Syl’s background in the music business has given him a wealth of experience — some good, some not so good. “Yeah, I was cheated out of a lot of monies and so on for my earlier recordings. And I never bothered to try and get credit for the work I did on sessions with all kinds of people from way back in Chicago (Syl’s home town). I worked with nearly all the great blues guys whilst I was in my teens and I guess my early experiences working in bars and clubs has given me far greater insight into what’s happening. I mean, nightclubs and all that stuff don’t hold any fascination for me ‘cos I’ve seen it all before. I saw it when I was 13 and 14 and those were the times when it was ‘yessir’ and no Sir’. Don’t forget my very early childhood was spent in Mississippi and I’ve seen a lot of changes since then, believe me.” Over the years, Syl has worked as a producer on innumerable sessions and here again, credit has hardly been paid to him and his role as a producer has been almost unknown but those days of not getting what is due are well and truly over for the man.

He is determined to break completely away from the continuing comparison with Al Green and his sound since he feels that he is nothing like Al vocally speaking. “A lot of people have suggested that being down there at Hi hasn’t allowed me the kind of development I should have had. Well, I don’t know about that but I do know that some of my records — like “We Did It” — should have made some headway in respect of the pop charts and just never got there. It’s difficult to say who or what is to blame but I’m determined that the future will not be a reflection of the past. There are a whole lot of people out there who are really overrated and whose real talent and ability are far less than they’d like to adimit. But like I say, the truth will come out in the end — it always does — and I’m hoping that with some of the musical ideas I have now, I can start to get things really happening for me.”

Syl Johnson is obviously a gentleman whose full potential and ability have far from been recognised. He has determination to make sure that he makes it across and the warm feeling he generates both in person and on stage should ensure that his is a name that is going to be one that a lot of people will be talking about soon, on both sides of the Atlantic.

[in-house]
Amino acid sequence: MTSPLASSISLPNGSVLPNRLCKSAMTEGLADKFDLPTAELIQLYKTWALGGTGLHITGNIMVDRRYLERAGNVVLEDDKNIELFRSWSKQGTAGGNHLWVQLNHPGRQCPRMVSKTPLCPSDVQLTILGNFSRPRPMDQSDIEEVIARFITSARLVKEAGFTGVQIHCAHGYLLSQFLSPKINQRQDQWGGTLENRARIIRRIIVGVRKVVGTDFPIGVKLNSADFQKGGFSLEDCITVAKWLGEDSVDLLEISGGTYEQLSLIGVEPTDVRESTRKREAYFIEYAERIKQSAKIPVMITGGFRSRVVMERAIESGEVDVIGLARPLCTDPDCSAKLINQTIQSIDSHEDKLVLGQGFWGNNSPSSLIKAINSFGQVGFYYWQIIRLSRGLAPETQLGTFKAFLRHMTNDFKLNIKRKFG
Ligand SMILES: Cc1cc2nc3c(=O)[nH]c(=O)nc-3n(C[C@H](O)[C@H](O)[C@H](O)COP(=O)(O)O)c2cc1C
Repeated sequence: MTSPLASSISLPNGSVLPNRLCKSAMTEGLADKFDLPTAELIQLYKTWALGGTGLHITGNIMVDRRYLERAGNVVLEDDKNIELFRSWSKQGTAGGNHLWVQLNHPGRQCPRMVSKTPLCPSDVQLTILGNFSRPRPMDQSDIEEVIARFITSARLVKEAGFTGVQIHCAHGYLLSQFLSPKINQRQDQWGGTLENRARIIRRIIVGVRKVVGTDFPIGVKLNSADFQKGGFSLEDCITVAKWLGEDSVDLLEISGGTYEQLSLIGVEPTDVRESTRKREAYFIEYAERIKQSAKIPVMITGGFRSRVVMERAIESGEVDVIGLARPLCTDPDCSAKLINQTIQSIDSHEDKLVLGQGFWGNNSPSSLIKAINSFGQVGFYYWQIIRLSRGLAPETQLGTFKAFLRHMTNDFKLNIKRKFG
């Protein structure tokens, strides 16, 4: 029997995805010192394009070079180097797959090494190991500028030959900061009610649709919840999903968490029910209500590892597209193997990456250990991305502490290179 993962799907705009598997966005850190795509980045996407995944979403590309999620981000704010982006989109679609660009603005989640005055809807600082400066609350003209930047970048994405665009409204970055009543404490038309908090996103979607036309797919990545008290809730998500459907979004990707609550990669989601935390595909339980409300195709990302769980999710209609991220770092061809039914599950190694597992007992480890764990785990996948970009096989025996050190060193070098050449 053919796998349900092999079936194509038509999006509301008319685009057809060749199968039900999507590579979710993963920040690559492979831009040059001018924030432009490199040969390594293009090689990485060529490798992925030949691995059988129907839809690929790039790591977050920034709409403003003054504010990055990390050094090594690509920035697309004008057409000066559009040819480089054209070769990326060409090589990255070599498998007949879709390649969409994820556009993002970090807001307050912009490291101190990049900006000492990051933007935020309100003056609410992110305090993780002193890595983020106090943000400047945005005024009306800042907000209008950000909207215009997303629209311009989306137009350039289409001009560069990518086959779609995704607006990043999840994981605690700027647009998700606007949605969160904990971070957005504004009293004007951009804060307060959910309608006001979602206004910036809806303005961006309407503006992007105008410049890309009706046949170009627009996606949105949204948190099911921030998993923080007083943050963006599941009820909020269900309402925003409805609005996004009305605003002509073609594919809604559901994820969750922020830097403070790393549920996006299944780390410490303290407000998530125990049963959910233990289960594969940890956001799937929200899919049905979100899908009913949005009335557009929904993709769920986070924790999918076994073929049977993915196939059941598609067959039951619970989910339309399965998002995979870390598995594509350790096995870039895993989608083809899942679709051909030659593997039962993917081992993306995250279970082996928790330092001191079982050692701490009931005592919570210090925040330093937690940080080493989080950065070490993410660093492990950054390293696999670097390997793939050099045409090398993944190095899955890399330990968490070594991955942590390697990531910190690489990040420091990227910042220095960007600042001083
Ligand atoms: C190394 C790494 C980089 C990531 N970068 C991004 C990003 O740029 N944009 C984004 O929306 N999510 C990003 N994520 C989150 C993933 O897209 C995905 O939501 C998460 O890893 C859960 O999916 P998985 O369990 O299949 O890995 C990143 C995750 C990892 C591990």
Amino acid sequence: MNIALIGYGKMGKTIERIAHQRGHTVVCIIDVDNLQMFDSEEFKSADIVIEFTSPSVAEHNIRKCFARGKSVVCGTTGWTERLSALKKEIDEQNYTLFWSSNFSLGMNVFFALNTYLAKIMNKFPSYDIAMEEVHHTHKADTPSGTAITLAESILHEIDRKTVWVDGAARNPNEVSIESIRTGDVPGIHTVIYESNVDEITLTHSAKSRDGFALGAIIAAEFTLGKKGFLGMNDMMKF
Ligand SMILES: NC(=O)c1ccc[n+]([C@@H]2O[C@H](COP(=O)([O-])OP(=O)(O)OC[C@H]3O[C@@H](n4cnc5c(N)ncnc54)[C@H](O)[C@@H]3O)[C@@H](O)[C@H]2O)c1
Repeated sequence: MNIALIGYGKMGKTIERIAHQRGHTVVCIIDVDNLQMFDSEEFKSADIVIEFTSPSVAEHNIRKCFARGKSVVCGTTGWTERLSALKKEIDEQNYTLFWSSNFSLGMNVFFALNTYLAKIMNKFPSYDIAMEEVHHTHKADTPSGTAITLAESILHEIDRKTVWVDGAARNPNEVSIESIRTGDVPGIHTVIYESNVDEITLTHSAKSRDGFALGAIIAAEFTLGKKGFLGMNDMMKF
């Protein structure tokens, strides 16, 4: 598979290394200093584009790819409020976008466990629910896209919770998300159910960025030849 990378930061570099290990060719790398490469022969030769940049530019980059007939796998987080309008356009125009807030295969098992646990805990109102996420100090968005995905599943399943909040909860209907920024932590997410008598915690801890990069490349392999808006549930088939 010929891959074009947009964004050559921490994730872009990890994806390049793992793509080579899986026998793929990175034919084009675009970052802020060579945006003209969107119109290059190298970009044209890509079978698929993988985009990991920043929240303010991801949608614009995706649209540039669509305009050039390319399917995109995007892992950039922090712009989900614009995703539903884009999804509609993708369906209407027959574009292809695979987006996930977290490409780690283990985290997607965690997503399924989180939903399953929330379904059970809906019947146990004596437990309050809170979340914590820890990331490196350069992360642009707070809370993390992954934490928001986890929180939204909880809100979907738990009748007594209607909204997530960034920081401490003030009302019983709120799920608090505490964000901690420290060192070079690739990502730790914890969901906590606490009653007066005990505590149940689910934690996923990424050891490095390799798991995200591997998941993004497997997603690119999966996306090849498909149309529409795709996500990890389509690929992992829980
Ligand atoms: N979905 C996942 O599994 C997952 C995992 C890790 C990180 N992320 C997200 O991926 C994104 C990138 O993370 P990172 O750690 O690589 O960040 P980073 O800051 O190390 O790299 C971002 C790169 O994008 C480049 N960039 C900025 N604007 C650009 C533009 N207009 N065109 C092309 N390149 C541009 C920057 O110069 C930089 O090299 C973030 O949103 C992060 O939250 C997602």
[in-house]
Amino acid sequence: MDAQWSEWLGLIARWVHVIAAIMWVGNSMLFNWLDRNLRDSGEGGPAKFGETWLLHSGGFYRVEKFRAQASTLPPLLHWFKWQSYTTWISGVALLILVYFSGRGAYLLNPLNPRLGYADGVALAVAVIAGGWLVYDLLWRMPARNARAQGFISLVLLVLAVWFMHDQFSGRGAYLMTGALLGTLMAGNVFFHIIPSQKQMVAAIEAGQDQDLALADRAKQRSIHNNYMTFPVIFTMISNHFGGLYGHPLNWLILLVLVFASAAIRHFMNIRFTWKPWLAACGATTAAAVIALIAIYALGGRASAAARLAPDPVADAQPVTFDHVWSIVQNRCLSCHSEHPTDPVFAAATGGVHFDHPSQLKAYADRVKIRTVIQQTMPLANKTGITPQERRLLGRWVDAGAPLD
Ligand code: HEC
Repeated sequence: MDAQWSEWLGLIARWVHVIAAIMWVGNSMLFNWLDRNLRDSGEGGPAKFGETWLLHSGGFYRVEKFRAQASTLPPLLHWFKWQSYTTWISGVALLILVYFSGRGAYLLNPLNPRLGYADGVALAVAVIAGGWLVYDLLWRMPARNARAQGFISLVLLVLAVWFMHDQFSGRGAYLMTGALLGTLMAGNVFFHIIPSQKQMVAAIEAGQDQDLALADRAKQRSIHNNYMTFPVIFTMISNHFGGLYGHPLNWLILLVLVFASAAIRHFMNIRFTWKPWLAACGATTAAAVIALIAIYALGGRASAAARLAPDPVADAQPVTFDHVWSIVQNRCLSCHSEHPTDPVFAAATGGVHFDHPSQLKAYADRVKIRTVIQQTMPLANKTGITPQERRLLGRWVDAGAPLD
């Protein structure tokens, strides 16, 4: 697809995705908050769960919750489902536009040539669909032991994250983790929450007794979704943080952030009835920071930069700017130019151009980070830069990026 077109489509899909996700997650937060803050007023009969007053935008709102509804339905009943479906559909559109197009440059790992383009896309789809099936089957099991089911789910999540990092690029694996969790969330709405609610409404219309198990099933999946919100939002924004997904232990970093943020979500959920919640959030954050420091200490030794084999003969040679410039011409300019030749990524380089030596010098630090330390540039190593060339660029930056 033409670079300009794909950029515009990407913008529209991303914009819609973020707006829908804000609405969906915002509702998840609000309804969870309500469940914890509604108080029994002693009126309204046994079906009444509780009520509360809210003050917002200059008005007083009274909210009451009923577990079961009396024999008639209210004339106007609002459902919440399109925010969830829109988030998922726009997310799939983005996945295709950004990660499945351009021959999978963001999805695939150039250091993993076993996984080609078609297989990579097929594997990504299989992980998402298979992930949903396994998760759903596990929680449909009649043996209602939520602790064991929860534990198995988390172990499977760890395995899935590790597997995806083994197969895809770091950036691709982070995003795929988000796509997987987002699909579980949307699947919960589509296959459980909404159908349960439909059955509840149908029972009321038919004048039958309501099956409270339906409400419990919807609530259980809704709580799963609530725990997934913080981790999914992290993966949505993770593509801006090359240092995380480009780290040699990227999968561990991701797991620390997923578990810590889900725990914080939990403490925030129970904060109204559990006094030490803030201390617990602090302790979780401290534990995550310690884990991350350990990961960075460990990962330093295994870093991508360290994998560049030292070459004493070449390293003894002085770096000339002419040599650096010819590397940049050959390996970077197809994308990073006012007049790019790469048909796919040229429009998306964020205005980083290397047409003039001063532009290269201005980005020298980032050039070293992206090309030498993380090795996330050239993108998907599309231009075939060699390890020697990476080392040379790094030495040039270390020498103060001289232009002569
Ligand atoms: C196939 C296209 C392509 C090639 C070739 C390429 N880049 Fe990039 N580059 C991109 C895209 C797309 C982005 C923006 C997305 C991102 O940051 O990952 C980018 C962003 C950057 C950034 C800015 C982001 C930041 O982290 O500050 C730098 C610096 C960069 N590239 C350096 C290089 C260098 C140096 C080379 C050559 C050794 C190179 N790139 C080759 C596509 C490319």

Syl Johnson – Live!  “Gulliver’s,” London, January 29th, 1975

Syl Johnson’s second appearance at this prestigious venue in less than a week was the direct result of public demand.  And far from being an ordinary, run-of-the-mill entertainer, Syl Johnson has his own thing and he knows how to use it. Inevitably, people draw comparisons with Al Green but the fact is that the Hi-written, Willie Mitchell-produced material is what Syl’s using so you can understand it. Vocally, Syl is a long way from Al Green and his voice has considerable depth and expression.

You get the feeling that the true quality of the man’s talent would be far apparent if he stuck to the ballads but with the limited time available to rehearse anything other than his Hi singles and one or two album tracks, we only got a taste of what the man can do when he performed a strong ballad entitled “Could I Be Falling In Love” (from his latest set, “Diamonds In The Rough”). Items such as “I Want To Take You Home,” “Back For A Taste Of Your Love”, “Baby I’m Yours” and “We Did It” are thus inevitably part of Syl’s act but the surprises come when he decides to give you a taste of the blues. This man is a fine guitarist and he offered a blues segment via “Sweet Sixteen” and “Baby, What You Want Me To Do” which drew excellent response from the usually ultra-cool audience.

Obviously, Chicago’s bluesmen had their influences on Syl but what you hear him do is very much his own. There can be little doubt that the inclusion of “Is It Because I’m Black” (his much-sought after classic) would have pleased many but now that he’s aware of the interest in that particular item, he hopes a future UK tour will allow him the opportunity to include it.